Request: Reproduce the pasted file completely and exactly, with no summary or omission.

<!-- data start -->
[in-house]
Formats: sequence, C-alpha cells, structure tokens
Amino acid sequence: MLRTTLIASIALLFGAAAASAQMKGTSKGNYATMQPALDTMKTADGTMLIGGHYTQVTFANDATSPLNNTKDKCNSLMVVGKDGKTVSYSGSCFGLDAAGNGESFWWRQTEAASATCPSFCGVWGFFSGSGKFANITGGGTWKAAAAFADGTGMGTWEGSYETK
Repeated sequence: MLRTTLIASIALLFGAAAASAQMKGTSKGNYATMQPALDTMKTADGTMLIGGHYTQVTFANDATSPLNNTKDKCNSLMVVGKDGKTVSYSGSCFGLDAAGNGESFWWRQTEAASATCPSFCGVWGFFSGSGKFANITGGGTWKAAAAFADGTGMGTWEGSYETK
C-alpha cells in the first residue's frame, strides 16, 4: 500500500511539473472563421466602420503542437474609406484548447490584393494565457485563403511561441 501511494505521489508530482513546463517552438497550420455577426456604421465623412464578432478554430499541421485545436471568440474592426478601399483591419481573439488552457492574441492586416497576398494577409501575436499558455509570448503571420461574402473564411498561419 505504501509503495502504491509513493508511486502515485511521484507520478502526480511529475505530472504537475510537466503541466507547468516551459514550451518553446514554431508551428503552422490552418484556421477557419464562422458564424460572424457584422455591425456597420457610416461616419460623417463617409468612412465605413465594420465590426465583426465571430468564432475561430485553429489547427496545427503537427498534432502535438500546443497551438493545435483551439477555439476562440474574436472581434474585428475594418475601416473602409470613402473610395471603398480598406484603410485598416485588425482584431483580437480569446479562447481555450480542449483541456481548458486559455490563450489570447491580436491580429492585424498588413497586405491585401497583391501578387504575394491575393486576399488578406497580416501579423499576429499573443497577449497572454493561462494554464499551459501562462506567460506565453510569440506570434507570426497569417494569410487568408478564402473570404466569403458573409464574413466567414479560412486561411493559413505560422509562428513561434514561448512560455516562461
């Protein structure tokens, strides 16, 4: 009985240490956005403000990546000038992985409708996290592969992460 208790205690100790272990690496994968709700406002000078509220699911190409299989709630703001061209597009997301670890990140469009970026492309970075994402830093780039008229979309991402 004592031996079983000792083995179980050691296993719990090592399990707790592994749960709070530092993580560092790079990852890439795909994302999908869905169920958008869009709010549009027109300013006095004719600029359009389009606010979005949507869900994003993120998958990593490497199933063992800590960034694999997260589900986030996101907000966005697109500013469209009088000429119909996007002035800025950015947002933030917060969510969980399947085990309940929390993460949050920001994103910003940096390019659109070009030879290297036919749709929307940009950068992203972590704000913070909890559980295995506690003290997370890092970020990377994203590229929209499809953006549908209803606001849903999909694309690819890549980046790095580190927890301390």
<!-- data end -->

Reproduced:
[in-house]
Formats: sequence, C-alpha cells, structure tokens
Amino acid sequence: MLRTTLIASIALLFGAAAASAQMKGTSKGNYATMQPALDTMKTADGTMLIGGHYTQVTFANDATSPLNNTKDKCNSLMVVGKDGKTVSYSGSCFGLDAAGNGESFWWRQTEAASATCPSFCGVWGFFSGSGKFANITGGGTWKAAAAFADGTGMGTWEGSYETK
Repeated sequence: MLRTTLIASIALLFGAAAASAQMKGTSKGNYATMQPALDTMKTADGTMLIGGHYTQVTFANDATSPLNNTKDKCNSLMVVGKDGKTVSYSGSCFGLDAAGNGESFWWRQTEAASATCPSFCGVWGFFSGSGKFANITGGGTWKAAAAFADGTGMGTWEGSYETK
C-alpha cells in the first residue's frame, strides 16, 4: 500500500511539473472563421466602420503542437474609406484548447490584393494565457485563403511561441 501511494505521489508530482513546463517552438497550420455577426456604421465623412464578432478554430499541421485545436471568440474592426478601399483591419481573439488552457492574441492586416497576398494577409501575436499558455509570448503571420461574402473564411498561419 505504501509503495502504491509513493508511486502515485511521484507520478502526480511529475505530472504537475510537466503541466507547468516551459514550451518553446514554431508551428503552422490552418484556421477557419464562422458564424460572424457584422455591425456597420457610416461616419460623417463617409468612412465605413465594420465590426465583426465571430468564432475561430485553429489547427496545427503537427498534432502535438500546443497551438493545435483551439477555439476562440474574436472581434474585428475594418475601416473602409470613402473610395471603398480598406484603410485598416485588425482584431483580437480569446479562447481555450480542449483541456481548458486559455490563450489570447491580436491580429492585424498588413497586405491585401497583391501578387504575394491575393486576399488578406497580416501579423499576429499573443497577449497572454493561462494554464499551459501562462506567460506565453510569440506570434507570426497569417494569410487568408478564402473570404466569403458573409464574413466567414479560412486561411493559413505560422509562428513561434514561448512560455516562461
């Protein structure tokens, strides 16, 4: 009985240490956005403000990546000038992985409708996290592969992460 208790205690100790272990690496994968709700406002000078509220699911190409299989709630703001061209597009997301670890990140469009970026492309970075994402830093780039008229979309991402 004592031996079983000792083995179980050691296993719990090592399990707790592994749960709070530092993580560092790079990852890439795909994302999908869905169920958008869009709010549009027109300013006095004719600029359009389009606010979005949507869900994003993120998958990593490497199933063992800590960034694999997260589900986030996101907000966005697109500013469209009088000429119909996007002035800025950015947002933030917060969510969980399947085990309940929390993460949050920001994103910003940096390019659109070009030879290297036919749709929307940009950068992203972590704000913070909890559980295995506690003290997370890092970020990377994203590229929209499809953006549908209803606001849903999909694309690819890549980046790095580190927890301390």